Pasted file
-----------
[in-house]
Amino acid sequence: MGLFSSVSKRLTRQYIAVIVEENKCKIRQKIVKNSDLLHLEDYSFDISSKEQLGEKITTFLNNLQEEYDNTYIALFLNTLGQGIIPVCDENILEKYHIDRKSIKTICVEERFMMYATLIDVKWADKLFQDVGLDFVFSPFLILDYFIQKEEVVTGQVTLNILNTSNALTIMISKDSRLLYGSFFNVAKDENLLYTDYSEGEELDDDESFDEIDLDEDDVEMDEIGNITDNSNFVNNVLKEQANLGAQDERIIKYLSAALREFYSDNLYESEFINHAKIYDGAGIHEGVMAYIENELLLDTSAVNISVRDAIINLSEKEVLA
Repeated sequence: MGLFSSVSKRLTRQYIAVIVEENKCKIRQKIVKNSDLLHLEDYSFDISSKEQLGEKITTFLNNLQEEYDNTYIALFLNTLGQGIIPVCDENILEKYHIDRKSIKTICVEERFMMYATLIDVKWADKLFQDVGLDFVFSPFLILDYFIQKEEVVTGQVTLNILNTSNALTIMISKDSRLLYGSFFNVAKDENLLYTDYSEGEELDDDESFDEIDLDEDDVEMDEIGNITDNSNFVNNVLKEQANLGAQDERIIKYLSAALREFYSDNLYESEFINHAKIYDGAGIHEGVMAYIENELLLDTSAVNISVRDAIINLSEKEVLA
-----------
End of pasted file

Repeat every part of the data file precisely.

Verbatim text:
[in-house]
Amino acid sequence: MGLFSSVSKRLTRQYIAVIVEENKCKIRQKIVKNSDLLHLEDYSFDISSKEQLGEKITTFLNNLQEEYDNTYIALFLNTLGQGIIPVCDENILEKYHIDRKSIKTICVEERFMMYATLIDVKWADKLFQDVGLDFVFSPFLILDYFIQKEEVVTGQVTLNILNTSNALTIMISKDSRLLYGSFFNVAKDENLLYTDYSEGEELDDDESFDEIDLDEDDVEMDEIGNITDNSNFVNNVLKEQANLGAQDERIIKYLSAALREFYSDNLYESEFINHAKIYDGAGIHEGVMAYIENELLLDTSAVNISVRDAIINLSEKEVLA
Repeated sequence: MGLFSSVSKRLTRQYIAVIVEENKCKIRQKIVKNSDLLHLEDYSFDISSKEQLGEKITTFLNNLQEEYDNTYIALFLNTLGQGIIPVCDENILEKYHIDRKSIKTICVEERFMMYATLIDVKWADKLFQDVGLDFVFSPFLILDYFIQKEEVVTGQVTLNILNTSNALTIMISKDSRLLYGSFFNVAKDENLLYTDYSEGEELDDDESFDEIDLDEDDVEMDEIGNITDNSNFVNNVLKEQANLGAQDERIIKYLSAALREFYSDNLYESEFINHAKIYDGAGIHEGVMAYIENELLLDTSAVNISVRDAIINLSEKEVLA